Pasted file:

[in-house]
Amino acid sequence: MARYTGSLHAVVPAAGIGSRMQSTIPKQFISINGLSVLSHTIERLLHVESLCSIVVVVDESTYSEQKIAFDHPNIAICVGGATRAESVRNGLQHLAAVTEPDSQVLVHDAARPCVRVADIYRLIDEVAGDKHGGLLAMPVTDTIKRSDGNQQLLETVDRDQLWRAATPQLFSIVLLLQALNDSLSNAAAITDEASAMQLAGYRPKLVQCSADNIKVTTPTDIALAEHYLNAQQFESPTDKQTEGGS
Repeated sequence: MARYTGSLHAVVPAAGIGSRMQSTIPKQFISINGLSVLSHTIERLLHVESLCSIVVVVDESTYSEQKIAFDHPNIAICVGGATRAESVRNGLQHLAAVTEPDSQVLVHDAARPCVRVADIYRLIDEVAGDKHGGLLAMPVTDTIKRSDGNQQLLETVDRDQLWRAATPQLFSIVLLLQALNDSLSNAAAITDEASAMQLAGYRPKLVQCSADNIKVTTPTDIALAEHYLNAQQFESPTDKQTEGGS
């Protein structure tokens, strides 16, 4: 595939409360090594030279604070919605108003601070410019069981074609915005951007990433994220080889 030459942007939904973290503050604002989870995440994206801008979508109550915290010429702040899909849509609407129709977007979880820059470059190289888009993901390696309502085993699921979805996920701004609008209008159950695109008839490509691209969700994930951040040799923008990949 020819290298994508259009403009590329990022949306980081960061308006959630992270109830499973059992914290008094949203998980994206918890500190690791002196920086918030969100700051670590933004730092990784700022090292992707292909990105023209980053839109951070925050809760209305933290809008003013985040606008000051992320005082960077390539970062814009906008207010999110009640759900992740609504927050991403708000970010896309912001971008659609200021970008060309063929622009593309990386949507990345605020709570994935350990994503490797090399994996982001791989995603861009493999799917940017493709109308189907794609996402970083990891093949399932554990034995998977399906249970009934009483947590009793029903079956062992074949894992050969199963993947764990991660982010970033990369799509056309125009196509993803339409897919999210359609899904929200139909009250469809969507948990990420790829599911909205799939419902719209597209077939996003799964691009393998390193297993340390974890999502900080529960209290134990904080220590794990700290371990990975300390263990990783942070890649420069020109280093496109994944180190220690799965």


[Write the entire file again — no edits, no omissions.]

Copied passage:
[in-house]
Amino acid sequence: MARYTGSLHAVVPAAGIGSRMQSTIPKQFISINGLSVLSHTIERLLHVESLCSIVVVVDESTYSEQKIAFDHPNIAICVGGATRAESVRNGLQHLAAVTEPDSQVLVHDAARPCVRVADIYRLIDEVAGDKHGGLLAMPVTDTIKRSDGNQQLLETVDRDQLWRAATPQLFSIVLLLQALNDSLSNAAAITDEASAMQLAGYRPKLVQCSADNIKVTTPTDIALAEHYLNAQQFESPTDKQTEGGS
Repeated sequence: MARYTGSLHAVVPAAGIGSRMQSTIPKQFISINGLSVLSHTIERLLHVESLCSIVVVVDESTYSEQKIAFDHPNIAICVGGATRAESVRNGLQHLAAVTEPDSQVLVHDAARPCVRVADIYRLIDEVAGDKHGGLLAMPVTDTIKRSDGNQQLLETVDRDQLWRAATPQLFSIVLLLQALNDSLSNAAAITDEASAMQLAGYRPKLVQCSADNIKVTTPTDIALAEHYLNAQQFESPTDKQTEGGS
């Protein structure tokens, strides 16, 4: 595939409360090594030279604070919605108003601070410019069981074609915005951007990433994220080889 030459942007939904973290503050604002989870995440994206801008979508109550915290010429702040899909849509609407129709977007979880820059470059190289888009993901390696309502085993699921979805996920701004609008209008159950695109008839490509691209969700994930951040040799923008990949 020819290298994508259009403009590329990022949306980081960061308006959630992270109830499973059992914290008094949203998980994206918890500190690791002196920086918030969100700051670590933004730092990784700022090292992707292909990105023209980053839109951070925050809760209305933290809008003013985040606008000051992320005082960077390539970062814009906008207010999110009640759900992740609504927050991403708000970010896309912001971008659609200021970008060309063929622009593309990386949507990345605020709570994935350990994503490797090399994996982001791989995603861009493999799917940017493709109308189907794609996402970083990891093949399932554990034995998977399906249970009934009483947590009793029903079956062992074949894992050969199963993947764990991660982010970033990369799509056309125009196509993803339409897919999210359609899904929200139909009250469809969507948990990420790829599911909205799939419902719209597209077939996003799964691009393998390193297993340390974890999502900080529960209290134990904080220590794990700290371990990975300390263990990783942070890649420069020109280093496109994944180190220690799965």